Adjacent to Mason Neck State Park, the Elizabeth Hartwell Mason Neck National Wildlife Refuge has the largest freshwater marsh in northern Virginia. It was the first National Wildlife Refuge established specifically for the protection of bald eagles, and is a major breeding ground for great blue herons. The Refuge’s parking area is on High Point Road in Lorton. (You’ll pass it on your left going to the State Park entrance.)As noted, you can do one or more locations. Specifics (time and location) about gathering will be announced at the meeting before the trip when there’s a better sense of the weather, and your interest in the three sites. We’re tentatively planning to meet afterward at Fair Winds Brewing Company in Lorton (near Springfield Mall), depending on what food truck or trucks will be there.
Sign-up sheets will be at the meetings in March.
Please email us for questions and to let us know that you will be going: email@example.com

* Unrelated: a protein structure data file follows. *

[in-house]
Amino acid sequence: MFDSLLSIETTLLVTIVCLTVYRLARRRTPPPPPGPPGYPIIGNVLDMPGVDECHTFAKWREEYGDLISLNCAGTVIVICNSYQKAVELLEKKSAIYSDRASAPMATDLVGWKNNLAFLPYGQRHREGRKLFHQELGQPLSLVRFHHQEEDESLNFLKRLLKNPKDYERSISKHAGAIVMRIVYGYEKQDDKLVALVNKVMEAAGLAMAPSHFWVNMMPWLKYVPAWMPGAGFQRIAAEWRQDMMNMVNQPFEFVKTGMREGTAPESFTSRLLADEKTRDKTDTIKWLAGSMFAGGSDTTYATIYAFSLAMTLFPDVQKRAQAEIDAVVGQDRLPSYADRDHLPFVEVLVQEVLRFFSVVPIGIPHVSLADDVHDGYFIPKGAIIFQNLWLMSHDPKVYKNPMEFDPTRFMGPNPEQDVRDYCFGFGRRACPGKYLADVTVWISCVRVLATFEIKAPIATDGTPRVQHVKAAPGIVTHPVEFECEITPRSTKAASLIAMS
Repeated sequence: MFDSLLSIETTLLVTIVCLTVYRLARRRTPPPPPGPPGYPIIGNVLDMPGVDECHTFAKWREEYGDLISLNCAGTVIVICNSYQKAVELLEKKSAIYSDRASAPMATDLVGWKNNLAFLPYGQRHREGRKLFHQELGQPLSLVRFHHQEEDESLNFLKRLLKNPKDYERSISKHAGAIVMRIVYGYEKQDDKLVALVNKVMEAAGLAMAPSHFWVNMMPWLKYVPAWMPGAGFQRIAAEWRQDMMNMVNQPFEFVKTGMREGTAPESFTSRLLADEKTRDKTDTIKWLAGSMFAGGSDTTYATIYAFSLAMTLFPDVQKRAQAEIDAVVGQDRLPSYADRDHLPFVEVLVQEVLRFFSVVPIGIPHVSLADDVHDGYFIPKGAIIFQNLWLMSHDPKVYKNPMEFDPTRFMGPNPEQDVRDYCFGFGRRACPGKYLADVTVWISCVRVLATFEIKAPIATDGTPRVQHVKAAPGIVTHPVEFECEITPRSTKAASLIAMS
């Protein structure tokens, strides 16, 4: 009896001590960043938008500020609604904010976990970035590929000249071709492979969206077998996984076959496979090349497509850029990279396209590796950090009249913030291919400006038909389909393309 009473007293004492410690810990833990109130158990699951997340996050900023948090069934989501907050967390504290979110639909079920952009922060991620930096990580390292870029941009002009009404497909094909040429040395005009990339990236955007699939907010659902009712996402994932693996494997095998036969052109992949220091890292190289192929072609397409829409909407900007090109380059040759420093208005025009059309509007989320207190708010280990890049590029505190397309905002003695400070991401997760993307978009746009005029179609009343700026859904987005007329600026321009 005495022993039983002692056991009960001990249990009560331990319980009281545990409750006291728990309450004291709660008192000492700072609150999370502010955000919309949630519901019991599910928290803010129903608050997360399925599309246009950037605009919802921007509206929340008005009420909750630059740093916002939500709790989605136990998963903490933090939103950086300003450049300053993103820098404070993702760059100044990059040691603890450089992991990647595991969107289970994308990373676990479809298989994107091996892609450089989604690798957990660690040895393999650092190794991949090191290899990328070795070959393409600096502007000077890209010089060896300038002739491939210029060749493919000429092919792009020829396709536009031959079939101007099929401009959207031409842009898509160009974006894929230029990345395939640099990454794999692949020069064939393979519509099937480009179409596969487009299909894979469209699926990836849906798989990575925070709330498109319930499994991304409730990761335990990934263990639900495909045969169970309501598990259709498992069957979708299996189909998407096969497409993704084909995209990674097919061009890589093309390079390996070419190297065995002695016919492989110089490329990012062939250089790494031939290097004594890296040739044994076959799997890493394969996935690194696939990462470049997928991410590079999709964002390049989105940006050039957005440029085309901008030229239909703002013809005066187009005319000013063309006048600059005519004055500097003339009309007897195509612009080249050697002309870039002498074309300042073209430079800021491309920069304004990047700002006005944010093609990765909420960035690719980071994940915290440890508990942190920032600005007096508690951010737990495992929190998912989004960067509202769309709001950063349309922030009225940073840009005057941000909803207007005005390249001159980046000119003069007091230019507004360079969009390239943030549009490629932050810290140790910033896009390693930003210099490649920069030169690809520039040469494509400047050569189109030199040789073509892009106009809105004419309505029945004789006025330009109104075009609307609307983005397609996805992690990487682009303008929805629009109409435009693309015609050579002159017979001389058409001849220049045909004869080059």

Field Trip Coordinators for 2017-2018 are Jim and Jerri McDermott
2018 Membership Dues
We now have NVPS business cards for you to hand out. Stop by the membership table and pick some up to keep in your camera bag! They are FREE for you to spread the word about our club. Be sure to write your name on the back of the cards that you hand out; let’s see who brings in the most prospects!
Remember, in order to participate in the monthly competitions your membership dues must be current.
Membership dues are at half-price for the remainder of the 2018 Society year (until 1 May 2018):
There are three forms of payment. Checks and cash are preferred by NVPS:
Questions, please email membership at firstname.lastname@example.org.
Stay Connected with NVPS